This project develops the measurement science necessary to support the widespread use of advanced power electronics to provide new functionality in the smart grid supporting integration of new and variable resources. The introduction of variable renewables, responsive loads, storage and localized control into today’s electrical grid requires conversion of electric power from one form to another (AC to/from DC and/or conversion between different voltage levels), and requires conditioning the power quality needed by the subsystems being integrated. These functions are performed by Power Conditioning Systems (PCSs) that are a key enabler of large scale grid modernization. This project researches tests and measurement methods for PCSs, and supports associated performance standards development to provide smart grid integration for these devices. PCS systems interface with the smart grid to support applications such as renewable energy, demand response, and plug in vehicles. A key goal of this project is to research interoperability of these devices in laboratory emulated microgrid scenarios as a precursor to deployment in selected building and campus scale microgrid demonstrations at NIST.
Objective: To establish standards and measurement methods, and test for smart grid and microgrid Power Conditioning Systems needed to transition from today’s low penetration of nondispatchable intermittent renewable energy sources to flexible grid operations that can actively adjust to varying grid conditions.
What is the new technical idea?
The term Power Conditioning System (PCS) refers to the general class of devices that use power electronics technologies to convert electric power from one form to another; for example, converting between direct current (DC) and alternating current (AC), and/or providing specific operational interface functionalities required by the subsystems being interfaced by the PCS. Many “loads” on the power grid today are already interfaced through PCSs that provide the type of electricity needed by the load and also provide valuable grid interface characteristics. A growing fraction of the power generation on the grid today is PCS based and the rate of penetration levels of PCS-based generation and storage is increasing very rapidly due to the addition of renewable/clean energy sources that produce DC (e.g., photovoltaic and fuel cell) or variable AC (e.g., wind turbines).
Early standards and implementations for grid integration of distributed generation and storage (Distributed Energy Resources – DER) were intended for low penetration levels and are unable to ensure grid stability and safety for high penetration levels. The approach of this project is to use the PCS to provide an operational interface for DER that better meets these needs, enabling higher penetration levels and increased value proposition of the DER devices. This NIST project participates in the international effort to coordinate standards and testing for PCS-based utility interactive grid support functions provided by DER (“Smart Inverters”). The project is also participating in the advancement of standards and test for future PCS-based grid architectures using microgrids to enable very high penetration level of DER, better grid resiliency, and more rapid grid restoration and recovery.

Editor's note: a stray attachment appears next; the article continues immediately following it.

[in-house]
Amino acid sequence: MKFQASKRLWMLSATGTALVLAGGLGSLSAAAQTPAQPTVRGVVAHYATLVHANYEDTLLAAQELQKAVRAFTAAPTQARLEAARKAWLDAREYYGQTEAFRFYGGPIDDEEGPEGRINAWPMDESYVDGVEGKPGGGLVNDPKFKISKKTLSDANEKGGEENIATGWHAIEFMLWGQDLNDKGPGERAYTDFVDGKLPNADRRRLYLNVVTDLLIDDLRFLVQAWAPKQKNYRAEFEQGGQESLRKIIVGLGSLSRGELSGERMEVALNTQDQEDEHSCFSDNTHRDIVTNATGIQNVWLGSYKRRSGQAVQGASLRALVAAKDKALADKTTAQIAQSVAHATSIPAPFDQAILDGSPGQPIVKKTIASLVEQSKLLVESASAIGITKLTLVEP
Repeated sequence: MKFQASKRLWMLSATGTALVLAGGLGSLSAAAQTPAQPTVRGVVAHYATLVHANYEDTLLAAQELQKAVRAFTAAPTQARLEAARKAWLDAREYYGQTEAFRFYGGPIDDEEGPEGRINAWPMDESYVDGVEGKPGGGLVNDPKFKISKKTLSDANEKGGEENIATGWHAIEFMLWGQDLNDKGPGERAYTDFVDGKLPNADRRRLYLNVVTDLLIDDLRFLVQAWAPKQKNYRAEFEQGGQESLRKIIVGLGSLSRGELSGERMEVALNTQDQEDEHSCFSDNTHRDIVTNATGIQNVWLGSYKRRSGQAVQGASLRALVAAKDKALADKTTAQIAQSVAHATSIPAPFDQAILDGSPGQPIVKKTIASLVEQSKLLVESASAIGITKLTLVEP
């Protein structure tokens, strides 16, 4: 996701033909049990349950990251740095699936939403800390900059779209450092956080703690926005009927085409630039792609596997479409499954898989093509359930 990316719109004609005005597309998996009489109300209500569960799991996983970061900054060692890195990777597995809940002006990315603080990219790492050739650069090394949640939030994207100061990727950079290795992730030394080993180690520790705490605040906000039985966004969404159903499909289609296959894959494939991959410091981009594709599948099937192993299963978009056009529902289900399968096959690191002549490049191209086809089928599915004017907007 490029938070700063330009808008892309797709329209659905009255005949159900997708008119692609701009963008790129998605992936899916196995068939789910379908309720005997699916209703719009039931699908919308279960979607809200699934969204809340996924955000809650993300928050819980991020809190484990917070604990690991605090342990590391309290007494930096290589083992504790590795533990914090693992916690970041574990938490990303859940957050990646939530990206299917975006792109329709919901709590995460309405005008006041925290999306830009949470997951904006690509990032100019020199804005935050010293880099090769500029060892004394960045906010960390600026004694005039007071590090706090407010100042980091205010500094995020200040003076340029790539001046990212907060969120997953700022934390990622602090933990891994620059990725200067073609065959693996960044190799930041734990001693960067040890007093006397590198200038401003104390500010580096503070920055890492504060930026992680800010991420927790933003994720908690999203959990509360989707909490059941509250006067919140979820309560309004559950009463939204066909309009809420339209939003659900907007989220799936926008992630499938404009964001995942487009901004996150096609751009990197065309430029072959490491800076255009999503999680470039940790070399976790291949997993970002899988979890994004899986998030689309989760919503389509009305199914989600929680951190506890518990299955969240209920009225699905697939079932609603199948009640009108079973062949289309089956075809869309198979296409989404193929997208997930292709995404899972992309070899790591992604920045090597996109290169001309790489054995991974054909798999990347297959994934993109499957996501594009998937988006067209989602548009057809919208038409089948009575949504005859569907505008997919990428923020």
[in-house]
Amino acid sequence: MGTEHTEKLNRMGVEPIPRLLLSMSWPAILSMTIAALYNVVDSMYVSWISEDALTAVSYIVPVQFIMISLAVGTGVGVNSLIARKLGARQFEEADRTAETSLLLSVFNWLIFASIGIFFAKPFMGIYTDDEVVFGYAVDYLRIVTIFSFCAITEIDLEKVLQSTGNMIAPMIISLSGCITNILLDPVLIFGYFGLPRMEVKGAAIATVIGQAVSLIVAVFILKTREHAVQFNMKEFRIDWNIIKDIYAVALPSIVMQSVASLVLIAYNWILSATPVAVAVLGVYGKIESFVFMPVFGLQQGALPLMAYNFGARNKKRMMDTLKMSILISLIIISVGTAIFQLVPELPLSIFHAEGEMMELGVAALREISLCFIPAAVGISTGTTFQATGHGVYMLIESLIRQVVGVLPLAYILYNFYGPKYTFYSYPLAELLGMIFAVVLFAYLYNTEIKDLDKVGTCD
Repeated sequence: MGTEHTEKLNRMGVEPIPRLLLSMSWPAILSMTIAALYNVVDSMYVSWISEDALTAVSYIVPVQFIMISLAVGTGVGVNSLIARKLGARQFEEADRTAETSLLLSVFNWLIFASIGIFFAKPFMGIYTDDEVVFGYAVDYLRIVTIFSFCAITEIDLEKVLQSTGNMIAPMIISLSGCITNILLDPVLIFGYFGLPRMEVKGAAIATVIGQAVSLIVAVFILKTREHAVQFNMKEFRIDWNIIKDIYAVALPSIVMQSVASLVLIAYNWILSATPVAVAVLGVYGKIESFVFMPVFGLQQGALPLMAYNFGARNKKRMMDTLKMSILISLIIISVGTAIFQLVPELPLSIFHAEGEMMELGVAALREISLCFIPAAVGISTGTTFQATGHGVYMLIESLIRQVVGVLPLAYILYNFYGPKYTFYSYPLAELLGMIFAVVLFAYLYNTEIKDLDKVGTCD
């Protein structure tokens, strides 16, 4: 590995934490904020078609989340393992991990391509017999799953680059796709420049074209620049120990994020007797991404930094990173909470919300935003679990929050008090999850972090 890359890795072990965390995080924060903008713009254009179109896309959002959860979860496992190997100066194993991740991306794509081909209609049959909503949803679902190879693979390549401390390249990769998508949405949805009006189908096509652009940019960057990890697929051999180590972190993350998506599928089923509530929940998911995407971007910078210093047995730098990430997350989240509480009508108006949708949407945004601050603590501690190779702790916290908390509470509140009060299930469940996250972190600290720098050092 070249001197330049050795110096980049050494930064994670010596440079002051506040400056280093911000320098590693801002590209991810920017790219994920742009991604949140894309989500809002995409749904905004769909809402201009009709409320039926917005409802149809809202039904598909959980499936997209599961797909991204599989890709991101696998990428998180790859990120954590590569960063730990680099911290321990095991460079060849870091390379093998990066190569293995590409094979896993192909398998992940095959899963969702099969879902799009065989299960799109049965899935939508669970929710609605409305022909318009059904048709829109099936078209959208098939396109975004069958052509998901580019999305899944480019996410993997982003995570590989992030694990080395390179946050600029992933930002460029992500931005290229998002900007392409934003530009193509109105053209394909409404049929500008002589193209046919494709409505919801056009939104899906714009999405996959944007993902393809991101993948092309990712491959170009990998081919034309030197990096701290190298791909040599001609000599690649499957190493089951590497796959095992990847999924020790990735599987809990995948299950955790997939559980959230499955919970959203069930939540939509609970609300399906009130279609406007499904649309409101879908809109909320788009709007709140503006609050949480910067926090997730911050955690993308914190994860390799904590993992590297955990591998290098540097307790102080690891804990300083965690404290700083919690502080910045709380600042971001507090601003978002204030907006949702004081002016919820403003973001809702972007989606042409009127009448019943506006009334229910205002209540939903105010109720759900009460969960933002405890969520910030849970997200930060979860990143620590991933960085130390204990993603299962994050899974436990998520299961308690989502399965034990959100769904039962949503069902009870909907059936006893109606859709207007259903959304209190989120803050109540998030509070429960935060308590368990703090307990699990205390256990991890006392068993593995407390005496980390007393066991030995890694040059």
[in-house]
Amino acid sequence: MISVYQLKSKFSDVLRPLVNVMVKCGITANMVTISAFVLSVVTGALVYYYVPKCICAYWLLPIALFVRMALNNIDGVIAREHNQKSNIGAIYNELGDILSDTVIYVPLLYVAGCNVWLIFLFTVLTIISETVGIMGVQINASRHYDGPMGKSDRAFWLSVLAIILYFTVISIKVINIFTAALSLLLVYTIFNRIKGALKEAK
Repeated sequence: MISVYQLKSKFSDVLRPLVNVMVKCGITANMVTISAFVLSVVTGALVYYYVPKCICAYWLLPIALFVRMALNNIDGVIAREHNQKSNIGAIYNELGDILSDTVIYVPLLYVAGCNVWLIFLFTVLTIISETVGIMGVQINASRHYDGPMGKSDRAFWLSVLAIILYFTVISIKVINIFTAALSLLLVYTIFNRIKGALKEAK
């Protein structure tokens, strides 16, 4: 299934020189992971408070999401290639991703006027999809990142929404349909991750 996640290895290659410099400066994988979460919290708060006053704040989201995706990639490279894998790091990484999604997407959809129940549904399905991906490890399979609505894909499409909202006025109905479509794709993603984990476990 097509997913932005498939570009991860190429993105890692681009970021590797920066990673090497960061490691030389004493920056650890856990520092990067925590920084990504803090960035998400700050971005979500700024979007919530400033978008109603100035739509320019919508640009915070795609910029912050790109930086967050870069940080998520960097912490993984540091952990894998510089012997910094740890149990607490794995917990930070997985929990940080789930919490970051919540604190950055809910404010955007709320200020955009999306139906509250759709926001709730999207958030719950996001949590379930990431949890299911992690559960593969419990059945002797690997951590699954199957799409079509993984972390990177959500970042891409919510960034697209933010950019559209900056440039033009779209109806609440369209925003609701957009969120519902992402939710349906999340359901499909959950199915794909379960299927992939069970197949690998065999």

What is the research plan?
This NIST project addresses the critical standards and metrology gaps needed to support the transformation to high penetration levels of PCS-based distributed generators, storage and microgrids. The project is enabling DER to be used as multifunctional operational assets to manage local and regional grid operations including the ability to island portions of the grid into resilient self-sustainable microgrids. Microgrids manage their own local resources and operations in both grid connected and islanded mode, and appear as a single controllable entity to the larger grid. Microgrids are an architectural construct that enable multilevel distributed control of the rapidly increasing numbers of DERs, controllable loads and other intelligent electric devices that are being connected to the grid.
The project plan has two tasks that address: 1) standards for advanced interface functionalities of PCS-based generators, storage, and microgrids, and 2) research application integration, interoperability, and measurement science associated with power conditioning systems. The first Task is accomplished by coordinating with industry and technical experts on development of interoperable standards for DER and microgrids, including through IEEE standards working groups and IEC technical committees, among others. . To accomplish the second task, the project will complete construction, commissioning, and development of an integrated system control and data acquisition system for the microgrid research facility within the NIST Smart Grid Testbed.
The Smart Grid Testbed microgrid facility enables research on interoperability of PCSbased devices and controllers in microgrid scenarios. The lab also includes electrical interconnection and information exchange with devices and systems from other Smart Grid Projects located in adjacent labs within the overall Smart Grid Testbed.
Technology Transfer Outcomes: :